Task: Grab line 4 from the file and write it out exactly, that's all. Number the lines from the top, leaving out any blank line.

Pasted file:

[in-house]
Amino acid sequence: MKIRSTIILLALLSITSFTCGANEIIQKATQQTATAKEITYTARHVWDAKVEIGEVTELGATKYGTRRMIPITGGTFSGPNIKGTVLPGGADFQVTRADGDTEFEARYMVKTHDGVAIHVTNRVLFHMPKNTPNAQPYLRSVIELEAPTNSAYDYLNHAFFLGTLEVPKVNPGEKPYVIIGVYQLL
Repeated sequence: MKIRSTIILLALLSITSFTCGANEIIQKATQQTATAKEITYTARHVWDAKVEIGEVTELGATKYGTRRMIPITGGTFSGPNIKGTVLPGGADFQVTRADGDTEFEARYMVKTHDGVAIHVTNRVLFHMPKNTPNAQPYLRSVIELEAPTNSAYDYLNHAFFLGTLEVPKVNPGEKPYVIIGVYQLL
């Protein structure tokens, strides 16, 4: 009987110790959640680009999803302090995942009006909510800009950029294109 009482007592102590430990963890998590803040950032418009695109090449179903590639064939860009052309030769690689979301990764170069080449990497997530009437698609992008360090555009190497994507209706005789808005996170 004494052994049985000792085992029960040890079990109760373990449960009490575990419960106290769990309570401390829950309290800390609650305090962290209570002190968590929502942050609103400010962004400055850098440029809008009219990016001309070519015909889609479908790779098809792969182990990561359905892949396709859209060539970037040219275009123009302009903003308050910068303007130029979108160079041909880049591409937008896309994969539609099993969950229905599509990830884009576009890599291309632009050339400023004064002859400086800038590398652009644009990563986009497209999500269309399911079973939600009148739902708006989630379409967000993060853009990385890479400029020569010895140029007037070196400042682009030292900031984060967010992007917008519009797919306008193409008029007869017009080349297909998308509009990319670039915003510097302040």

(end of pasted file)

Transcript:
């Protein structure tokens, strides 16, 4: 009987110790959640680009999803302090995942009006909510800009950029294109 009482007592102590430990963890998590803040950032418009695109090449179903590639064939860009052309030769690689979301990764170069080449990497997530009437698609992008360090555009190497994507209706005789808005996170 004494052994049985000792085992029960040890079990109760373990449960009490575990419960106290769990309570401390829950309290800390609650305090962290209570002190968590929502942050609103400010962004400055850098440029809008009219990016001309070519015909889609479908790779098809792969182990990561359905892949396709859209060539970037040219275009123009302009903003308050910068303007130029979108160079041909880049591409937008896309994969539609099993969950229905599509990830884009576009890599291309632009050339400023004064002859400086800038590398652009644009990563986009497209999500269309399911079973939600009148739902708006989630379409967000993060853009990385890479400029020569010895140029007037070196400042682009030292900031984060967010992007917008519009797919306008193409008029007869017009080349297909998308509009990319670039915003510097302040």